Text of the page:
DENVER – Barry Morphew pleaded guilty Thursday to forgery of a government-issued document for voting with his missing wife’s ballot in the 2020 election and received a one-year deferred sentence and community service.
Morphew will have to do 32 hours of community service and will be on supervised probation, according to the sentence. The charge he pleaded guilty to in Chaffee County District Court is a class 5 felony.
Two other charges – attempt to influence a public servant and election mail ballot offense – were dismissed as part of the plea agreement.
Morphew was originally charged in this case when he told FBI agents who were interviewing him in connection with the case of his missing wife, Suzanne Morphew, that he “wanted Trump to win” and “I just thought, give him another vote,” according to an arrest affidavit.
“I figured all these other guys are cheating,” Morphew said, according to the affidavit. “I know she (Suzanne Morphew) was going to vote for Trump anyway.”
Investigators were first alerted to the possibility Barry Morphew submitted his wife’s ballot when the Chaffee County clerk received a ballot for Suzanne Morphew, who was listed as a missing person at the time.
Suzanne Morphew has been missing since May 10, 2020, from the Maysville area in Chaffee County.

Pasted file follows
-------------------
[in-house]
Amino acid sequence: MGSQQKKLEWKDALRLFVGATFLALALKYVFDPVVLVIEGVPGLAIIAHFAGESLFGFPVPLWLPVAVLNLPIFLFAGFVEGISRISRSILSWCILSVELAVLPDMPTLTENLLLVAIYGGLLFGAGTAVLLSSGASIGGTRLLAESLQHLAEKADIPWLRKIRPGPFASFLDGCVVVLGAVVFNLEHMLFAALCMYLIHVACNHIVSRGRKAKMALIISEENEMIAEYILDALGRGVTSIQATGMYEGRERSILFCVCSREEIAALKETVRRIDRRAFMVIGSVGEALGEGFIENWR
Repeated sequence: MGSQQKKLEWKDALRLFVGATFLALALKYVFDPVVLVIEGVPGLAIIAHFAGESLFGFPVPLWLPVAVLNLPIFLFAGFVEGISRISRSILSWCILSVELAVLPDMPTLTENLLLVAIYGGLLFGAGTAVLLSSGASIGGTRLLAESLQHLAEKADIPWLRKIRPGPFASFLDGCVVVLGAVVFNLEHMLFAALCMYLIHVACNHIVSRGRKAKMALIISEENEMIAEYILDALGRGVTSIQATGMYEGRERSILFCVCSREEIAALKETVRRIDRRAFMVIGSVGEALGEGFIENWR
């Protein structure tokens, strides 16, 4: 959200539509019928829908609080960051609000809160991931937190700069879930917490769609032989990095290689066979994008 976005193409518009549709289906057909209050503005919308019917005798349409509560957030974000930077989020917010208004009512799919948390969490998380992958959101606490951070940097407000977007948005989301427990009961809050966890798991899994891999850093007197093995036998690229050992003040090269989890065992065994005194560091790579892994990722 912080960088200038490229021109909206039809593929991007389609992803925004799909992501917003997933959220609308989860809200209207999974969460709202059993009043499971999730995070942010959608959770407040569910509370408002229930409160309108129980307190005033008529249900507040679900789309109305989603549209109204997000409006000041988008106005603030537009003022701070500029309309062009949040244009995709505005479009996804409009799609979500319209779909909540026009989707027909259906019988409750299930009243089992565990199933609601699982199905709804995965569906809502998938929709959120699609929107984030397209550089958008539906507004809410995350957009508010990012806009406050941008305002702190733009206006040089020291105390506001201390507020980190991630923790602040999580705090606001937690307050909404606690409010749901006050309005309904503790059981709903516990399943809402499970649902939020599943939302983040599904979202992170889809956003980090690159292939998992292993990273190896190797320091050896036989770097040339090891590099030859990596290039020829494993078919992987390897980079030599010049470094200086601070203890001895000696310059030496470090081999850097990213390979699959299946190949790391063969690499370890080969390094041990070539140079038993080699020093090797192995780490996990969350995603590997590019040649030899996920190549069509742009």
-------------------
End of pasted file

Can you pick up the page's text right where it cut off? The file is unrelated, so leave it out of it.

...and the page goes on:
Barry Morphew was originally charged with first-degree murder in his wife’s disappearance, but the case was dismissed in April without prejudice, meaning he could be tried again if prosecutors file charges.
Prosecutors said they dismissed the case because they had narrowed down the area they were searching for Suzanne Morphew and said they believed they were close to finding her body.
As of Thursday, her body has not been found. Prosecutors said the second reason they asked to dismiss the murder case was because the judge ruled earlier this year prosecutors could not call most of their expert witnesses at trial because of discovery violations, meaning prosecutors would need to find Suzanne’s body to prove the case.
In the forgery case, Morphew has a review hearing set for Nov. 28, according to court records. If he complies with the deferred sentence, he will have another hearing next year to end the deferred sentence.